Trump said he was considering additional sanctions on North Korea, adding these would be “very strong.” He gave no details and did not make clear whether he meant unilateral or multilateral sanctions.
U.S. officials have said new U.S. steps that would target Chinese banks and firms doing business with Pyongyang are in the works, but these have appeared to be put on hold to give Beijing time to show it is serious about enforcing new U.N. sanctions.
‘OVER THE TOP’
Trump said he did not want to talk about diplomatic “back channels” with North Korea after U.S. media reports that Joseph Yun, the U.S. envoy for North Korea policy, had engaged in diplomacy for several months with Pak Song Il, a senior diplomat at Pyongyang’s U.N. mission, on the deteriorating ties and the issue of Americans imprisoned in North Korea.
But Daniel Russel, until April the top U.S. diplomat for East Asia, said this so-called New York channel had been a relatively commonplace means of communication with North Korea over the years, and it was not a forum for negotiation.
“It’s never been a vehicle for negotiations and this doesn’t constitute substantive U.S.-DPRK dialogue,” he said, using the acronym for North Korea’s formal name, Democratic People’s Republic of Korea.
In Moscow, Russian Foreign Minister Sergei Lavrov urged Pyongyang and Washington to sign up to a previously unveiled joint Russian-Chinese plan by which North Korea would freeze missile tests and the United States and South Korea would impose a moratorium on large-scale military exercises. Neither the United States nor North Korea has embraced the plan.
Lavrov said the risks of a military conflict over North Korea’s nuclear program are very high and Moscow is deeply worried by the threats from both sides.
“Unfortunately, the rhetoric in Washington and Pyongyang is now starting to go over the top,” Lavrov said on live state television at a forum for Russian students. “We still hope and believe that common sense will prevail.”
The annual joint U.S.-South Korean military exercise, called Ulchi-Freedom Guardian, is expected to proceed as scheduled starting on Aug. 21, said Lieutenant Colonel Christopher Logan, a Pentagon spokesman.
Trump’s latest comments were a continuation of days of incendiary rhetoric, including his warning on Tuesday that the United States would unleash “fire and fury” on Pyongyang if it threatened the United States.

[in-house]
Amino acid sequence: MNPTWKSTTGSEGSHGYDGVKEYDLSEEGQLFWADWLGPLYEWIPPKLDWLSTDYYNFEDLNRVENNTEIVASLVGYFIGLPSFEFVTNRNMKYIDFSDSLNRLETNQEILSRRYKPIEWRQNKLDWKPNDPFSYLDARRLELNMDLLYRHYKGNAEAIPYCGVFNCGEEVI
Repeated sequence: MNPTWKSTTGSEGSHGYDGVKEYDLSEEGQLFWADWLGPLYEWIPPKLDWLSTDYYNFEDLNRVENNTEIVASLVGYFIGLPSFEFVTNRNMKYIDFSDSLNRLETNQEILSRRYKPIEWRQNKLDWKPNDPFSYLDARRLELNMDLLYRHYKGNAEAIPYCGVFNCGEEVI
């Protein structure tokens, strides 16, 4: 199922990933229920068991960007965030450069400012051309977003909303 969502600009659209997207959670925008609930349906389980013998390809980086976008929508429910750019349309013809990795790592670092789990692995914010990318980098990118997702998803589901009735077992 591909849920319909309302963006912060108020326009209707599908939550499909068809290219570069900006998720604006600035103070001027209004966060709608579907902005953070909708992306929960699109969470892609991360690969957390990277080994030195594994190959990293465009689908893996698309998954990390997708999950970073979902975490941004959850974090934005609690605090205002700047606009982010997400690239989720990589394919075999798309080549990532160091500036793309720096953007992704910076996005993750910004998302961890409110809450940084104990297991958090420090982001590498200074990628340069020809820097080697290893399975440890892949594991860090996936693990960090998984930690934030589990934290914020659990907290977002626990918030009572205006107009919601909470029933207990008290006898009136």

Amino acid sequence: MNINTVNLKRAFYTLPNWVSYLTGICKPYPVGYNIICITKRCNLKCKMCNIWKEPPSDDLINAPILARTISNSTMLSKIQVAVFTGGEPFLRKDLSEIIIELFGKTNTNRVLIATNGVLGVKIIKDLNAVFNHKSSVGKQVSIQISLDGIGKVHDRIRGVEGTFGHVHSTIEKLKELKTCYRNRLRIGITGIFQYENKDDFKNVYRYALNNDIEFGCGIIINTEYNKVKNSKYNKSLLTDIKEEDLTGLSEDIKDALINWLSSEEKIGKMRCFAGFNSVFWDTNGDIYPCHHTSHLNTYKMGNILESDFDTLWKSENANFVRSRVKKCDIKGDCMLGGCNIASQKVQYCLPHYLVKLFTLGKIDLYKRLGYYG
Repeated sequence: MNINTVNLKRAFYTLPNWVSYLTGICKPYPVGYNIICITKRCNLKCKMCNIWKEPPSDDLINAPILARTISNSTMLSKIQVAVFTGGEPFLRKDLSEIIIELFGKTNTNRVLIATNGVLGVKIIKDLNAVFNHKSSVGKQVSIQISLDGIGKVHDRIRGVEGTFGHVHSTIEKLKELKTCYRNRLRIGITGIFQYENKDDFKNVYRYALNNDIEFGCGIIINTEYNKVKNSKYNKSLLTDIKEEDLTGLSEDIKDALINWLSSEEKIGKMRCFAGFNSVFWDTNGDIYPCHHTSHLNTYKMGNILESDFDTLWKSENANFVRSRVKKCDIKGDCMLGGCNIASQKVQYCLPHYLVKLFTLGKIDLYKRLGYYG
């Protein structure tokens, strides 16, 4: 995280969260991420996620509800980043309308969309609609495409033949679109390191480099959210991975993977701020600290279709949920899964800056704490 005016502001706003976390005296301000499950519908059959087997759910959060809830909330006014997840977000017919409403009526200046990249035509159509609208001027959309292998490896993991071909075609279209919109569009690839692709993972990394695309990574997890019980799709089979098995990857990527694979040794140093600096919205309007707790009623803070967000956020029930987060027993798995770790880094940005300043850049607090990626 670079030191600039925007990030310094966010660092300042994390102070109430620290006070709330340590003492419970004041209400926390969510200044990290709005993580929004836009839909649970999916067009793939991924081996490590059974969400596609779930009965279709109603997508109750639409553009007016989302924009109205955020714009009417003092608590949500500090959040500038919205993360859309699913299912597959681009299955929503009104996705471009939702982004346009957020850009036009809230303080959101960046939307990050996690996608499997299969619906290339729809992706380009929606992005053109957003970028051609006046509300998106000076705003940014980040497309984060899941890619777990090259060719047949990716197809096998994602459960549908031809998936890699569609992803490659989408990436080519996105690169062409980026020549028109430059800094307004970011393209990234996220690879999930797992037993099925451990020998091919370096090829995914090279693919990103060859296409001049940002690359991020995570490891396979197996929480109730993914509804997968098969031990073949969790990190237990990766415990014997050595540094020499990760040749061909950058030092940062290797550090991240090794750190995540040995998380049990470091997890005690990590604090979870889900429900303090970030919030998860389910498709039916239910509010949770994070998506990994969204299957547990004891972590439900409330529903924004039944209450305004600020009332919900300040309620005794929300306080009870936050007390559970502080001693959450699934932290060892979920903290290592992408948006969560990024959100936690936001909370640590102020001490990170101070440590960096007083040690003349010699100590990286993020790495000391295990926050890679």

Amid the heated words, South Koreans are buying more ready-to-eat meals for emergency use, and the government aims to expand nationwide civil defense drills planned for Aug. 23. Hundreds of thousands of troops and huge arsenals are arrayed on both sides of the tense demilitarized zone between the two Koreas.
Tension in the region rose when North Korea staged two nuclear bomb tests last year and increased further when it launched two intercontinental ballistic missile (ICBM) tests in July in defiance of world powers, prompting the United Nations to tighten sanctions on Pyongyang.
The damage inflicted on world stocks this week by the tension topped $1 trillion by Friday, as investors again took cover in the yen, the Swiss franc, gold and government bonds.
German Chancellor Angela Merkel said there is no military solution, adding that “an escalation of the rhetoric is the wrong answer.”
“I see the need for enduring work at the U.N. Security Council ... as well as tight cooperation between the countries involved, especially the U.S. and China,” she told reporters in Berlin.
Trump said hours later, “Let her speak for Germany.”
Japanese media reported the government decided to deploy its Patriot missile defence system to four locations in the west of the country.
Additional reporting by Doina Chiacu, David Brunnstrom and Idrees Ali in WASHINGTON, Ben Blancard in BEIJING, Dahee Kim, Haejin Choi and Christine Kim in SEOUL, Dustin Volz in SAN FRANCISCO, Tim Kelly in TOKYO, Martin Petty in GUAM, Kim Coghill in SINGAPORE, Michelle Nichols at the UNITED NATIONS, Dmitry Solovyov in MOSCOW, Joseph Nasr and Paul Carrel in BERLIN; Writing by Will Dunham and Eric Beech; Editing by Alistair Bell, James Dalgleish and Ian Geoghegan